Jodi Daniels  14:08

Hey, I’d love if you could maybe think about an example where you can share what your role was, maybe how if there was a privacy counsel or an operations person, and whomever else might be there and how everyone had their unique role, but was working together.

Jay Averitt  14:28

Yeah, I mean, I think that’s something I do almost every day in technical privacy review where an engineer like I’ll give you a very close to real life example. An engineer is trying to bake some AI into an existing application and wants to enter and insert a prompt or something into an application. Where an LM is being consulted to find the answer. What can you do to ensure that that privacy is actually being considered with that rollout? Well, the engineer really just wants to get this done because they’re under the gun of a management has said, we need to get all this out the door as fast as possible. And you know legals thinking, hey, crap, you know, this is AI, and there’s a lot of stuff that is going down the road with AI, we want to make sure that everything is there. And then I’m thinking sort of the same as is legal that look, from a privacy standpoint, we really can’t forget about privacy fundamentals when it comes to AI. And let’s figure out how we’re going to ensure that all privacy fundamentals are putting this while understanding that, look, this is stuff that is extremely hot right now. And we want to get out out the door as quickly as possible. So I mean, I think, you know, I worked with legal to figure out what their view is, in terms of a are we is what we’re doing from a like, for example, what we’re doing from a document retention standpoint, compliant with the GDPR CCPA, or whatever the privacy reg was for the GAO that we were rolling this out. And, and then, you know, I’m looking at it from an overall privacy standpoint, are we doing things that we should from a privacy principle standpoint, like? Are we considering data minimization, and not storing additional information that we don’t need? Or are we being clear and transparent to our users about what data we’re actually collecting? Yeah, so things like that are the stuff that I would be considering. And then working with the engineers to figure out a way to implement those privacy controls without, you know, pushing the release cycle way down the line.

Jodi Daniels  17:13

So helpful, I really appreciate you sharing those extra details. Now, your LinkedIn banner says that you are a privacy evangelist. Can you tell us a little bit more about that?

Jay Averitt  17:29

Yeah, I mean, I like I said, what’s our film privacy, I just fell in love. And I think what I love about it is that, you know, I feel like I know a thing or two about privacy. But the more I learn, the less I feel like I know, because there’s always some new regulation coming out. Or there’s always some new technology, like alarms and AI has been around for a while, but it certainly wasn’t something that I was thinking about every single day, up until last year. And so that’s something new that I had to learn and think about. So I love privacy, because it just really satisfies the lifelong learner in myself. And I like to try to spread what little bit of knowledge I have out to everyone else, because I just feel like that. Especially right now, I feel like privacy is a spot that maybe security was 10 years ago, where, you know, people think about cybersecurity. Now, even individuals think about cybersecurity, they think about maybe, maybe not everyone is using the absolute best passwords out there. But their people are at least cognizant that they should be thinking about that. And you know, things like your phone rolling out, suggesting super strong passwords and stuff. Security is definitely maturing to the point that is being contemplated, whereas I think, yes, there are some people that hear about big data breaches and stuff like that, and they’re like, “oh, yeah, you know, that’s, that’s bad.” And, you know, but that’s also not something that they’re just thinking about in their daily lives. And so whatever I can put out there to make people actually think about privacy, both as consumers and as organizations, that this is something that you shouldn’t really be considering, I think is what I’m trying to do to get the message out there.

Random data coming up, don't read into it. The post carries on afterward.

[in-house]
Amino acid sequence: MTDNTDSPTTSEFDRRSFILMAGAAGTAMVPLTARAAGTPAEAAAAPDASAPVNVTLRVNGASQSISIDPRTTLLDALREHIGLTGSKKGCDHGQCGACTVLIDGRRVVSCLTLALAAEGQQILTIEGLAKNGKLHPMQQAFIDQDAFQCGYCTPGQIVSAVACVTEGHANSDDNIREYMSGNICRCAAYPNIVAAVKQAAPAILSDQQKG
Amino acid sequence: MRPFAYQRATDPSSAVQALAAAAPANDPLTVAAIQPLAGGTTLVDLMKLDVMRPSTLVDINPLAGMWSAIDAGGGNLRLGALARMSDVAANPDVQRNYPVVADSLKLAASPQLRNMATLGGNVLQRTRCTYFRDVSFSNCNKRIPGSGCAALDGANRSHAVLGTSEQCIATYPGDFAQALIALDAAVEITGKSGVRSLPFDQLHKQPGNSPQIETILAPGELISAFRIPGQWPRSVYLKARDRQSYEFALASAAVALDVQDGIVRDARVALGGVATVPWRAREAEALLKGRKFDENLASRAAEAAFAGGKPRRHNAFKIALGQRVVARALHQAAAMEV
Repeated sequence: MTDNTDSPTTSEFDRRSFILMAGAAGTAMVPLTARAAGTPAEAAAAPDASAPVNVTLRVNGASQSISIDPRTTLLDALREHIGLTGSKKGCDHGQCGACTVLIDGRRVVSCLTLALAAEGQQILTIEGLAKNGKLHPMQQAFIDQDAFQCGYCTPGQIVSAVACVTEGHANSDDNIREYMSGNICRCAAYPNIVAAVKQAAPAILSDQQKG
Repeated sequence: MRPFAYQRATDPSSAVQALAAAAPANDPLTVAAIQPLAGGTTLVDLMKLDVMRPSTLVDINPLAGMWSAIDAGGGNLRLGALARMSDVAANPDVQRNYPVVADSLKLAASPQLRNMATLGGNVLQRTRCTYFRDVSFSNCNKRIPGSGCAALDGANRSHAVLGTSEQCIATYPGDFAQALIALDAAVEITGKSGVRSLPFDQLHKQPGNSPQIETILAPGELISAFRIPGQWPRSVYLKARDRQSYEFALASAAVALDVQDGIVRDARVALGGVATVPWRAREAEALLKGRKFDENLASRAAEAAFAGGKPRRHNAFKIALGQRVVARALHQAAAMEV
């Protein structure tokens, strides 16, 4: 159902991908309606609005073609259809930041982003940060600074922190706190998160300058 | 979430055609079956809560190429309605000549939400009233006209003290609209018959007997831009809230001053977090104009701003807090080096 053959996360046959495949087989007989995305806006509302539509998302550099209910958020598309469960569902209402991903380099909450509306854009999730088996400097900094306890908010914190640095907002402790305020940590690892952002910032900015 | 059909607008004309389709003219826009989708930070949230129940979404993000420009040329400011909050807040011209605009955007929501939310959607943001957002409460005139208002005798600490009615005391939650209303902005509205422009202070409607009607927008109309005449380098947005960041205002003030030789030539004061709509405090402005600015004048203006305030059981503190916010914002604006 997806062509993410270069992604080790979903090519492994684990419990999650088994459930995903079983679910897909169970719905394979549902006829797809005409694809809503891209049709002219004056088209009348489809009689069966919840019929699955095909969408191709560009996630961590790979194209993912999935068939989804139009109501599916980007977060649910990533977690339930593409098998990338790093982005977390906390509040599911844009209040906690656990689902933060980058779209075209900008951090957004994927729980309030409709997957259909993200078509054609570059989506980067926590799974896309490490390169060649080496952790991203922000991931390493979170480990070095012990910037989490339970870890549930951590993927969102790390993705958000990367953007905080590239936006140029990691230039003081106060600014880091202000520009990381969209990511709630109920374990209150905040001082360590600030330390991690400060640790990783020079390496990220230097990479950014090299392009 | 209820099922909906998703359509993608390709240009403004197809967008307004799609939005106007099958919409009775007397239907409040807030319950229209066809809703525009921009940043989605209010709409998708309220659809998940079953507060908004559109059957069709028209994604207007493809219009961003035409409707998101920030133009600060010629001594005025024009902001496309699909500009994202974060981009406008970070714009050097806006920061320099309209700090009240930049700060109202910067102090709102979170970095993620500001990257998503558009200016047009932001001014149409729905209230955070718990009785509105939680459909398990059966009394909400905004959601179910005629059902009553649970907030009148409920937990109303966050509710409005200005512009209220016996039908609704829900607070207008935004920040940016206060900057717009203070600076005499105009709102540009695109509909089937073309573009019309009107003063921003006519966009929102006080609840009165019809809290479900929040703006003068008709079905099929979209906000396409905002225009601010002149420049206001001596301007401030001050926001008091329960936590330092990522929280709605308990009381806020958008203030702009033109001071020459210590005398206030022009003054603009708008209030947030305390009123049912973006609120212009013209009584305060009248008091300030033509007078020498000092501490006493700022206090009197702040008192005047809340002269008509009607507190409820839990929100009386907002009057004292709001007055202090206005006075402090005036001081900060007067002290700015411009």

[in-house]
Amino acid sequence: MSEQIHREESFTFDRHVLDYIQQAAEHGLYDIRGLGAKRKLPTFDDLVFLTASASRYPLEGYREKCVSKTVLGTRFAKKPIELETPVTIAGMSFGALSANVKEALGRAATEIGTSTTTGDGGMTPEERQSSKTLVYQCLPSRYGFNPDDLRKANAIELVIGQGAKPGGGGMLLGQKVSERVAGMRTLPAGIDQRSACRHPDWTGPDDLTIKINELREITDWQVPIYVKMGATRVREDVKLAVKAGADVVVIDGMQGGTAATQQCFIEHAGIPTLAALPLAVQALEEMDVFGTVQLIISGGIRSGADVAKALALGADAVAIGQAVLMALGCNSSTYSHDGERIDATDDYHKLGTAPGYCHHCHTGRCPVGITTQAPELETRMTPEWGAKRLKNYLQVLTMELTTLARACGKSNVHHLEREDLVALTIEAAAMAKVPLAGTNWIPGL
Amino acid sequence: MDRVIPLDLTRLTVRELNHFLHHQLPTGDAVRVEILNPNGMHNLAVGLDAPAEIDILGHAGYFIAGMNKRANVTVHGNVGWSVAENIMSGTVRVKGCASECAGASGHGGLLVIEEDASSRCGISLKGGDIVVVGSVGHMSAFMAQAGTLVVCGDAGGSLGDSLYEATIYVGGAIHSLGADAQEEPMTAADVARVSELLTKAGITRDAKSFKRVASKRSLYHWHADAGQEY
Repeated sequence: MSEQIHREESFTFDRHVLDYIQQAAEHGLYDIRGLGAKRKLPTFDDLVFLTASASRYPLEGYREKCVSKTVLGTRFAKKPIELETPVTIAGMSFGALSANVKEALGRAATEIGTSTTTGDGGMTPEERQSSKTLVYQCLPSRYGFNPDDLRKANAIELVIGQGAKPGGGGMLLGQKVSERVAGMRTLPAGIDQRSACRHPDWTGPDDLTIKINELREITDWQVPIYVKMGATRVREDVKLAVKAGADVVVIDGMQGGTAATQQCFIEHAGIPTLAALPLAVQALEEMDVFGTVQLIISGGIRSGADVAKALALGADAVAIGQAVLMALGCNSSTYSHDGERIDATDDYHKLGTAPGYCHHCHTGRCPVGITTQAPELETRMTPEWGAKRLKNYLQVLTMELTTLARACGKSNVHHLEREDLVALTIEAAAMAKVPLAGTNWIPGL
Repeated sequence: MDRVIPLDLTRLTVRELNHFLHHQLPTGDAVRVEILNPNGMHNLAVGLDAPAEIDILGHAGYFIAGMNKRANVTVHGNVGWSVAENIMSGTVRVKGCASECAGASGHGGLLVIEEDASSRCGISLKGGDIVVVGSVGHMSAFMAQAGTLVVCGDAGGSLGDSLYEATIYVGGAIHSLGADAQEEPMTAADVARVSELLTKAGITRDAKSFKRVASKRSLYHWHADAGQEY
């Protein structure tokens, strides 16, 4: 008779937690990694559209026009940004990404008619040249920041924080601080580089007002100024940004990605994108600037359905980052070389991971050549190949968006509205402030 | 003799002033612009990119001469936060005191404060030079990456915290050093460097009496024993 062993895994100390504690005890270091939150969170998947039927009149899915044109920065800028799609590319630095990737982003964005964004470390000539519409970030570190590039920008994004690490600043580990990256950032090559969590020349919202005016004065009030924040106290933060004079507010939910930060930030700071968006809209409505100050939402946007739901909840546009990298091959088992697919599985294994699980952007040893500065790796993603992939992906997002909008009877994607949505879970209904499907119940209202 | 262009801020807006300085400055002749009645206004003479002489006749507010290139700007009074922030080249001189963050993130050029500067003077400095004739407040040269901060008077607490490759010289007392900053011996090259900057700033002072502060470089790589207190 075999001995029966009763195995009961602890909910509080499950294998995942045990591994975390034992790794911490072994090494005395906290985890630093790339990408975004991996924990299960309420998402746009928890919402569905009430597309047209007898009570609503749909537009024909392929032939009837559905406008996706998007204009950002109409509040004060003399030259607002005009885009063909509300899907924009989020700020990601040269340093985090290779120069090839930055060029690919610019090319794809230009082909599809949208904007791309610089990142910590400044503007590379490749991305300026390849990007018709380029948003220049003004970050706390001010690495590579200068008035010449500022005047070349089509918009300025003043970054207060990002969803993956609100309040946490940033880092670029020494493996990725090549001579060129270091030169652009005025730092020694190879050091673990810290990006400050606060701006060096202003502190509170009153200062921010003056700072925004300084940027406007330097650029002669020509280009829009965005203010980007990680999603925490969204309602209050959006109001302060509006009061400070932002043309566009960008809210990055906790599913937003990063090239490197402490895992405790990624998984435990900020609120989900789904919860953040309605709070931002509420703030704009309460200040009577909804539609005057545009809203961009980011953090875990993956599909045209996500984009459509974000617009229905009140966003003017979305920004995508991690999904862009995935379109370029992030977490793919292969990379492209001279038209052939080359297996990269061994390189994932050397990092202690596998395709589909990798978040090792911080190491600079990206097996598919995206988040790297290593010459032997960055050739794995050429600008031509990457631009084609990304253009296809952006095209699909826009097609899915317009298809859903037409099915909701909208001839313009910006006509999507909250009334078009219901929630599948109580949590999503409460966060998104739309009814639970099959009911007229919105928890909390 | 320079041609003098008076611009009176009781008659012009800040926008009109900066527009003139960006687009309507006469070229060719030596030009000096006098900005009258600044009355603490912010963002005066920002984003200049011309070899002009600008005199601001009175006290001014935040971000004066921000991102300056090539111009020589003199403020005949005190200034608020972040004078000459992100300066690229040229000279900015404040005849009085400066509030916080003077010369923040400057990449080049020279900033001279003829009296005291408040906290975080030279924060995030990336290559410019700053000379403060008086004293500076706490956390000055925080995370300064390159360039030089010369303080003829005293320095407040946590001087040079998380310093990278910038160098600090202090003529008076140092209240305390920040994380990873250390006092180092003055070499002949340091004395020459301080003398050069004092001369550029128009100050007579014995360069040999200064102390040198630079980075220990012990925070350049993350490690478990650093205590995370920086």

Jodi Daniels  19:39

Yeah, lots of passionate messages. Mr. Justin? Sounds like you could relate. I can, and am a lifelong learner.

Justin Daniels  19:48

I think, in this day and age, you’re either a lifelong learner or you’re obsolete.

Jay Averitt  19:54

That’s probably true. Yeah, I mean, it’s not going to have you Stuck in what you learned 10 years ago, then. Good luck.

Justin Daniels  20:06

Yes, I’ve had many fun evenings understanding what Microsoft Copilot is.

Jodi Daniels  20:14

We appreciate all the great work that you’re doing for us, Jay.

Justin Daniels  20:19

Yes. So privacy and being at the same time is really hard. But also simplified like certain people tried to do. What can privacy pros, from your perspective do to help make companies comply? Compliance with privacy laws easier?

Jay Averitt  20:39